2. I've got some free speech to share here about who is at work via the cat's paw of the ACLU stamping out Christian observances.... 2 Thessalonians chap 2: "And we also thank God continually because, when you received the word of God, which you heard from us, you accepted it not as a human word, but as it actually is, the word of God, which is indeed at work in you who believe. For you, brothers and sisters, became imitators of God’s churches in Judea, which are in Christ Jesus: You suffered from your own people the same things those churches suffered from the Jews who killed the Lord Jesus and the prophets and also drove us out. They displease God and are hostile to everyone in their effort to keep us from speaking to the Gentiles so that they may be saved. In this way they always heap up their sins to the limit. The wrath of God has come upon them at last."

  3. Did someone not tell people who have access to the Chevy Volts that it has a gas engine and will run just like a normal car? The batteries give the Volt approximately a 40 mile range, but after that the gas engine will propel the vehicle either directly through the transmission like any other car, or gas engine recharges the batteries depending on the conditions.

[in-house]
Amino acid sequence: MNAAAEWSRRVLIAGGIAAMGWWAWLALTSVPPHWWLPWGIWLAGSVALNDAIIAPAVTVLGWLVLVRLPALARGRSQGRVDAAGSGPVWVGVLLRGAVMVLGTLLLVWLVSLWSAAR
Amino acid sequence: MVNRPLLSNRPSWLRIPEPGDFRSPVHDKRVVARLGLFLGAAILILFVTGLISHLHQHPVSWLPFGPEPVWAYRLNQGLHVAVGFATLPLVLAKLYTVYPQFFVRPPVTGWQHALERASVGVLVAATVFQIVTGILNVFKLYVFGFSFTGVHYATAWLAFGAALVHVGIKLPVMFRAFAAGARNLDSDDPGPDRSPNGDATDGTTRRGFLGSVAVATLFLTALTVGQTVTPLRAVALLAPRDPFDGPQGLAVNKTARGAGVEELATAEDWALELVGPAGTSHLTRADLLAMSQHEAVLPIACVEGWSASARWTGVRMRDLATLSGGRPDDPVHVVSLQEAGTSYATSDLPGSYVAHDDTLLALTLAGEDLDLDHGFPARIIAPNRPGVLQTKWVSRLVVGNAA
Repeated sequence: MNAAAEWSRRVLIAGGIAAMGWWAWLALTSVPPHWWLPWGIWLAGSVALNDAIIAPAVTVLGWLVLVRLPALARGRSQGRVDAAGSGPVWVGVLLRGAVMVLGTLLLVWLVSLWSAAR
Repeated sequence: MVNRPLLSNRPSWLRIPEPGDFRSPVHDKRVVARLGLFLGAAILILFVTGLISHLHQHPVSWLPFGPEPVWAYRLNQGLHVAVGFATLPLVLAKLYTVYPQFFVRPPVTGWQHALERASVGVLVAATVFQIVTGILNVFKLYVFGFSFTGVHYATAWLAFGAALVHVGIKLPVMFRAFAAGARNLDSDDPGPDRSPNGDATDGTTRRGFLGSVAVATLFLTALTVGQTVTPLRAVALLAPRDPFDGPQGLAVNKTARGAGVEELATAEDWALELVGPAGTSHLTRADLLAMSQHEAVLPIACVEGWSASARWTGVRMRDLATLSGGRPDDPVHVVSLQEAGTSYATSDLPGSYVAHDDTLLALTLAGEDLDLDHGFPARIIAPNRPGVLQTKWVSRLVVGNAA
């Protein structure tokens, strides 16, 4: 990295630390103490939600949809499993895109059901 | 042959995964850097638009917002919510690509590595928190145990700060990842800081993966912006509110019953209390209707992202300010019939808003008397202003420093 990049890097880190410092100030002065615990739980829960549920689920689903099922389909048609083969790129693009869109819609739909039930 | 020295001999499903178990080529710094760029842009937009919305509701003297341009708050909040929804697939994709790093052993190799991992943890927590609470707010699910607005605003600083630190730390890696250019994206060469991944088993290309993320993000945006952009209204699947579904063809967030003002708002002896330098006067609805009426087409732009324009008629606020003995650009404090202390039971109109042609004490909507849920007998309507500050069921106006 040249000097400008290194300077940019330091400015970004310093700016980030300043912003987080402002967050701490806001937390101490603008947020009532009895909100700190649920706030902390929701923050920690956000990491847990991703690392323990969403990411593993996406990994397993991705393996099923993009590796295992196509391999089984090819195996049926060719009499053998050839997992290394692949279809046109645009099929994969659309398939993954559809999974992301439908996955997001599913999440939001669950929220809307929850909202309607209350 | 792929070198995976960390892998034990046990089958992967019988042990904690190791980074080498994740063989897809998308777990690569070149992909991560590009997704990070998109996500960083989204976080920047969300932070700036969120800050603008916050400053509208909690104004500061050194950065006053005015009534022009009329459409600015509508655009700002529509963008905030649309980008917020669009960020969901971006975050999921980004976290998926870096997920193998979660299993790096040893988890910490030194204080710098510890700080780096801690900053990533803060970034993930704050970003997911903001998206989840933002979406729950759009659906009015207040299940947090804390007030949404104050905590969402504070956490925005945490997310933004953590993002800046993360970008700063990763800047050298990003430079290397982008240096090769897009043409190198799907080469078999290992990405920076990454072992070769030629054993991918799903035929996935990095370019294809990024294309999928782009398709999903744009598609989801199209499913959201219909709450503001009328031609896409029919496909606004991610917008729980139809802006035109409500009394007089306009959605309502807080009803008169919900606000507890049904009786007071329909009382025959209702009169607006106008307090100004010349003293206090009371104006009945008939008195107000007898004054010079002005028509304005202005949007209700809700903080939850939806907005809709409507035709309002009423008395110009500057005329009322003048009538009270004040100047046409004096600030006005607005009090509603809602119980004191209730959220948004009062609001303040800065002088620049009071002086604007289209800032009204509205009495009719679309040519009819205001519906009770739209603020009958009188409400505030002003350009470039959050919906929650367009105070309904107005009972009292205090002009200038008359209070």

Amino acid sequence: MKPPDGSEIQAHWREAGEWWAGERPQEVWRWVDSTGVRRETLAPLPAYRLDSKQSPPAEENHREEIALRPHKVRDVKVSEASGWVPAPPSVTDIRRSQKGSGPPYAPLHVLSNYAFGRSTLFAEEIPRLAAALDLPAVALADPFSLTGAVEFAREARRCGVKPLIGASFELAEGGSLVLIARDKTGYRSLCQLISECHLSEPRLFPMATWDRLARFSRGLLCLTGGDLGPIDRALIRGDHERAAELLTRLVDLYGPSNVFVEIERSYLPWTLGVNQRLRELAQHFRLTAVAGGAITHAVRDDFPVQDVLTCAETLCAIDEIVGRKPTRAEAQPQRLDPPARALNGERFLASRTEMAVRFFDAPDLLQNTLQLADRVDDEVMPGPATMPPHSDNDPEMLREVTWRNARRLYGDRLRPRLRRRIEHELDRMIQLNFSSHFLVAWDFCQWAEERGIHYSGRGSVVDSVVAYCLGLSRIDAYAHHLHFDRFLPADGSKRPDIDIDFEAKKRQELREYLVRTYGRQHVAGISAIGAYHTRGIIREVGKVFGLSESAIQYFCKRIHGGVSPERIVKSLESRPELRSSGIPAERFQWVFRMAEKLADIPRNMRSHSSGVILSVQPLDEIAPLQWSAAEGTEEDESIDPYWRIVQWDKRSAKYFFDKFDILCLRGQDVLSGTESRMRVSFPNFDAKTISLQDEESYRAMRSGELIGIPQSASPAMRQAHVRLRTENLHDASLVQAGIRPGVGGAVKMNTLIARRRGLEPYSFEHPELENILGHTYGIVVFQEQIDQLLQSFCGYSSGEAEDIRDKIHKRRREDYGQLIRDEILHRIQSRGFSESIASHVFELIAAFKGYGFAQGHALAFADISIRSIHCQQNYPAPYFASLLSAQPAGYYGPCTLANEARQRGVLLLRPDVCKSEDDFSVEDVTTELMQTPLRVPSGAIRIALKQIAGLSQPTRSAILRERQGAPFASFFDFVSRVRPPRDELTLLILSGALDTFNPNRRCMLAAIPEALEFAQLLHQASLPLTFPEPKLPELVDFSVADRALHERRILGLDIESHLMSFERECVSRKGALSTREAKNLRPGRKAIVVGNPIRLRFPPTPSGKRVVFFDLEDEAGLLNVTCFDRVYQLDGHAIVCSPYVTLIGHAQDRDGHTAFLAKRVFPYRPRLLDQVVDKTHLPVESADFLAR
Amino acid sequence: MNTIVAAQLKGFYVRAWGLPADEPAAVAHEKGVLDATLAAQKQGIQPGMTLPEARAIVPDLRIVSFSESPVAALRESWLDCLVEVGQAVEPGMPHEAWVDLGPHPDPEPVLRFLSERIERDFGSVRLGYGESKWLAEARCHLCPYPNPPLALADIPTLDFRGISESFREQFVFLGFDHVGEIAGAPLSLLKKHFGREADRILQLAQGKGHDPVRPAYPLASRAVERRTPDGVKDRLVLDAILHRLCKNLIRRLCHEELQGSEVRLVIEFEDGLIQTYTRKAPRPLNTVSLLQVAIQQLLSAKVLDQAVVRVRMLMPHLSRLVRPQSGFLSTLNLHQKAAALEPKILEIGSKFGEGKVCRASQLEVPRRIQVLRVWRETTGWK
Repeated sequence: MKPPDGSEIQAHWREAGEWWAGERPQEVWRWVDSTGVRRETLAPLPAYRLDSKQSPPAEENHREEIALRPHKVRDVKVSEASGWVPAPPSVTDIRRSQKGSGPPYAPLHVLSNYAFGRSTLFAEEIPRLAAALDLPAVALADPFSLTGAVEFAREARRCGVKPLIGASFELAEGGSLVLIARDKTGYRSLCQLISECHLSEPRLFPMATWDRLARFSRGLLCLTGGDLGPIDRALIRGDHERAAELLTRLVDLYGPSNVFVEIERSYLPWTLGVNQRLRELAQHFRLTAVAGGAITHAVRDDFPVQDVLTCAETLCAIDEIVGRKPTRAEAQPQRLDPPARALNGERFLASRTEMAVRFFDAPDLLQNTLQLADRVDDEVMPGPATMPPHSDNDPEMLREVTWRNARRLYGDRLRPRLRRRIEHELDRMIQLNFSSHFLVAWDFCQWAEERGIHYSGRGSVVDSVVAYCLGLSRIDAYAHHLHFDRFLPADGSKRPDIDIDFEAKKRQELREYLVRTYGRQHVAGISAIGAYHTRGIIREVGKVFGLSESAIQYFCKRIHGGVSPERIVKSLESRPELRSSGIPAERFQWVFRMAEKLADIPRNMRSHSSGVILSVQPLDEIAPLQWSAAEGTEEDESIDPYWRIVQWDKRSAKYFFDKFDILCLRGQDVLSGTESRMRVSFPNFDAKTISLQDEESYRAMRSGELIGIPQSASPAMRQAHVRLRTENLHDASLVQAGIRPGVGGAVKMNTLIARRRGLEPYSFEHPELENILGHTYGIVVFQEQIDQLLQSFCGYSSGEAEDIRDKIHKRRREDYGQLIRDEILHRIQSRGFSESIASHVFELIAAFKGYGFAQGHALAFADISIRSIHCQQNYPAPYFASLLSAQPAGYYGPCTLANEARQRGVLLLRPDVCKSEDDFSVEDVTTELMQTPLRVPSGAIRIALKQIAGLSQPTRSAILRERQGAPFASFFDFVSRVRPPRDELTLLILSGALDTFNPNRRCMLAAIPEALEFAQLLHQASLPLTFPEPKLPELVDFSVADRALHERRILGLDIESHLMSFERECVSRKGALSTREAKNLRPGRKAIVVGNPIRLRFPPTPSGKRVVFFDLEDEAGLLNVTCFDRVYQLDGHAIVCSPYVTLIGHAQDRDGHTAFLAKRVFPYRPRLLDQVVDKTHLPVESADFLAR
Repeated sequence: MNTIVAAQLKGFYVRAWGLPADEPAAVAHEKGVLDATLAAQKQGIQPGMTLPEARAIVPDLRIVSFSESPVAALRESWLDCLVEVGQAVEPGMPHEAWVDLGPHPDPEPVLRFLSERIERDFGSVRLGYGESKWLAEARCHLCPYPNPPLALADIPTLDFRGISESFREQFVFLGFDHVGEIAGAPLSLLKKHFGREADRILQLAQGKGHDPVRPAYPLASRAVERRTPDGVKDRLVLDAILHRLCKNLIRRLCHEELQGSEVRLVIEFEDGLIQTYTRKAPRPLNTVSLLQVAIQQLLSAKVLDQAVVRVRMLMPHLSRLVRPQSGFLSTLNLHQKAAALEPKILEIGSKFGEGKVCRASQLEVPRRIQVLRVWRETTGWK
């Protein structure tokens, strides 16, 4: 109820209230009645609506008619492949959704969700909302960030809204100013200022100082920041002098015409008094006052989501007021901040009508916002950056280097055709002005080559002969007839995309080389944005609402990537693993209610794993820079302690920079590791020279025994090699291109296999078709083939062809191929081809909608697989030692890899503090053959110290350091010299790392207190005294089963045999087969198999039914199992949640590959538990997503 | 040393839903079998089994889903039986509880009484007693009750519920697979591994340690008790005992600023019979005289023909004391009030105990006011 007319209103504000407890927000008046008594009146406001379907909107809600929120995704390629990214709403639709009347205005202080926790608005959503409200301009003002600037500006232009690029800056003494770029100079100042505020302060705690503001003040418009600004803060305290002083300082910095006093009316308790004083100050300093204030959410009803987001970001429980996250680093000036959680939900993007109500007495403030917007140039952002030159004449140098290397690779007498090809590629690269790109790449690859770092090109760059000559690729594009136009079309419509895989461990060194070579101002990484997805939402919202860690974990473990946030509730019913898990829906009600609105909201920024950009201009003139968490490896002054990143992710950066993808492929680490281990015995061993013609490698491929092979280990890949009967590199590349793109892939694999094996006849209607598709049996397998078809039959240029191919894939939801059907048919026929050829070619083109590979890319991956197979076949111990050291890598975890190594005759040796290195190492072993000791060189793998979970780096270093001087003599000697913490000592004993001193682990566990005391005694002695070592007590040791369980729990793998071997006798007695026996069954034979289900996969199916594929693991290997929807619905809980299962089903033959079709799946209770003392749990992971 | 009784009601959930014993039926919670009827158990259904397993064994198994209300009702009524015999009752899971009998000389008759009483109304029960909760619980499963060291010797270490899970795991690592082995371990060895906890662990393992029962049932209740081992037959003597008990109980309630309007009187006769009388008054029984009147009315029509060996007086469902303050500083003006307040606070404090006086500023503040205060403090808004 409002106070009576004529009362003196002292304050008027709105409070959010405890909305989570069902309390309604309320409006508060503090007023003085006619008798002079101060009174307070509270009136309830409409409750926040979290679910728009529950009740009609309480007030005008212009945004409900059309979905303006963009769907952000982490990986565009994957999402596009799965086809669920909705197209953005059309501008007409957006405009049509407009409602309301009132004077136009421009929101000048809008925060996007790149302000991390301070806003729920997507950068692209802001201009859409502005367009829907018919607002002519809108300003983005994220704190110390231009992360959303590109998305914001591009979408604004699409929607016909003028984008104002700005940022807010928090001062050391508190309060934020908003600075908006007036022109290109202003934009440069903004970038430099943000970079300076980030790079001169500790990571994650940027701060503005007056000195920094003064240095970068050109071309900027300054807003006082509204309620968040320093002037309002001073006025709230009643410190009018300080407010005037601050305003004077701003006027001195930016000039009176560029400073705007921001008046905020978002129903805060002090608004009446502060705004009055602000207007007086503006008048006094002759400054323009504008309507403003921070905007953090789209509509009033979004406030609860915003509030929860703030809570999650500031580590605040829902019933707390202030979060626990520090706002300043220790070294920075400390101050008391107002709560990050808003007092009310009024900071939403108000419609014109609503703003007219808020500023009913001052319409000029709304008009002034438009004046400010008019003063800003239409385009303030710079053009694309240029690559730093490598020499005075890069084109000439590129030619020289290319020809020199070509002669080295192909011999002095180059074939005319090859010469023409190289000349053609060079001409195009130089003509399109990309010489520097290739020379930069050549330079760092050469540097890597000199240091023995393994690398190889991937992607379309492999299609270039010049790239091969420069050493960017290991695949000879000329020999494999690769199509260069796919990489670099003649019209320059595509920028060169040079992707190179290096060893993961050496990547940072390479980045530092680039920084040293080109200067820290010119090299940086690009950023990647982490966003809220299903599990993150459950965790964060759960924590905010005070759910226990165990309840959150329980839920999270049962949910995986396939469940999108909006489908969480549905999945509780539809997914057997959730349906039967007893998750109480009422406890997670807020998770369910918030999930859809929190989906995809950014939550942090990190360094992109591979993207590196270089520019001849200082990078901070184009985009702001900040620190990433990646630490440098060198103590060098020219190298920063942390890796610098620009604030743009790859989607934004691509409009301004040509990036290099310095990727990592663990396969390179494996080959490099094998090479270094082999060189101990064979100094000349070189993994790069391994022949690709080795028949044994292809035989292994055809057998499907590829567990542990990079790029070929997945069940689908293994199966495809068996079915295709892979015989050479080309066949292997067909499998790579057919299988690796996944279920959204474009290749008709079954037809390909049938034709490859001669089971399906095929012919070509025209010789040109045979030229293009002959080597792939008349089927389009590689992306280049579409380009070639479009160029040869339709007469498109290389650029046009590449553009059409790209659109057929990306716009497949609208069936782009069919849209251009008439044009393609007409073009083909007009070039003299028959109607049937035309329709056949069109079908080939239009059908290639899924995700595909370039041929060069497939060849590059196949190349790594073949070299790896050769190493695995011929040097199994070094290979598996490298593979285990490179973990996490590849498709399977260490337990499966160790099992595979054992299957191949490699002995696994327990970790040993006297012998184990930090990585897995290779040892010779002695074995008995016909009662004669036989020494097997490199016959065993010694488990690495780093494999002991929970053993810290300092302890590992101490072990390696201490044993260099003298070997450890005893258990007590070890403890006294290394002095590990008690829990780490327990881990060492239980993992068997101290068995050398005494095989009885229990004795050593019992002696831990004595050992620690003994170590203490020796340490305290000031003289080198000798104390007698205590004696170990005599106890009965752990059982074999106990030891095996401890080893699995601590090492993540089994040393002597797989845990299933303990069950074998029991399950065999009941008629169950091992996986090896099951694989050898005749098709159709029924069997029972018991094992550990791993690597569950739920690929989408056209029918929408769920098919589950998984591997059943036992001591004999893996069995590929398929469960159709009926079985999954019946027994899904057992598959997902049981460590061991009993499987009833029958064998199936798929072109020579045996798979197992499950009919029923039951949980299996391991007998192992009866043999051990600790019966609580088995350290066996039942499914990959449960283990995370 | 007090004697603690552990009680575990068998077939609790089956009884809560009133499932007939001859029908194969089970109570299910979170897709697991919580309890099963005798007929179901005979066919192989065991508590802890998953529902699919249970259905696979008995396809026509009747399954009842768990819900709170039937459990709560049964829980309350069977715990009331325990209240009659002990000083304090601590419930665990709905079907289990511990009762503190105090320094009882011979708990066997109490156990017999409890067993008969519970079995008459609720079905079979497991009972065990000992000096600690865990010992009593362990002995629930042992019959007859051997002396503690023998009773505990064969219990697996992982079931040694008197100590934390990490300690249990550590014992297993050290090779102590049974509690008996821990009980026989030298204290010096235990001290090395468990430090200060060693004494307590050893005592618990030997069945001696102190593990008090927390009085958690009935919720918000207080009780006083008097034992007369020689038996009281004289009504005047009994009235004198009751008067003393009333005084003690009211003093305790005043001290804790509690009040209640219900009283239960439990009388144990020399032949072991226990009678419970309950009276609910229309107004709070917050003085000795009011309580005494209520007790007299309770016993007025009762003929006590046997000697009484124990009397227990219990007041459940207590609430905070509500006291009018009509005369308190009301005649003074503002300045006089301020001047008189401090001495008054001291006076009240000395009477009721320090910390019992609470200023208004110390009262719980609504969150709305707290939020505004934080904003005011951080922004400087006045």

4. Catholic, Lutheran, even the Baptists nuzzling the wolf! http://www.judicialwatch.org/press-room/press-releases/judicial-watch-documents-reveal-obama-hhs-paid-baptist-children-family-services-182129786-four-months-housing-illegal-alien-children/ YET where is the Progressivist outcry? Silent. I wonder why?

  5. Thank you, Honorable Ladies, and thank you, TIL, for this interesting interview. The most interesting question was the last one, which drew the least response. Could it be that NFP stamps are a threat to the very foundation of our common law American legal tradition, a throwback to the continental system that facilitated differing standards of justice? A throwback to Star Chamber’s protection of the landed gentry? If TIL ever again interviews this same panel, I would recommend inviting one known for voicing socio-legal dissent for the masses, maybe Welch, maybe Ogden, maybe our own John Smith? As demographics shift and our social cohesion precipitously drops, a consistent judicial core will become more and more important so that Justice and Equal Protection and Due Process are yet guiding stars. If those stars fall from our collective social horizon (and can they be seen even now through the haze of NFP opinions?) then what glue other than more NFP decisions and TRO’s and executive orders -- all backed by more and more lethally armed praetorians – will prop up our government institutions? And if and when we do arrive at such an end … will any then dare call that tyranny? Or will the cost of such dissent be too high to justify?

ADVERTISEMENT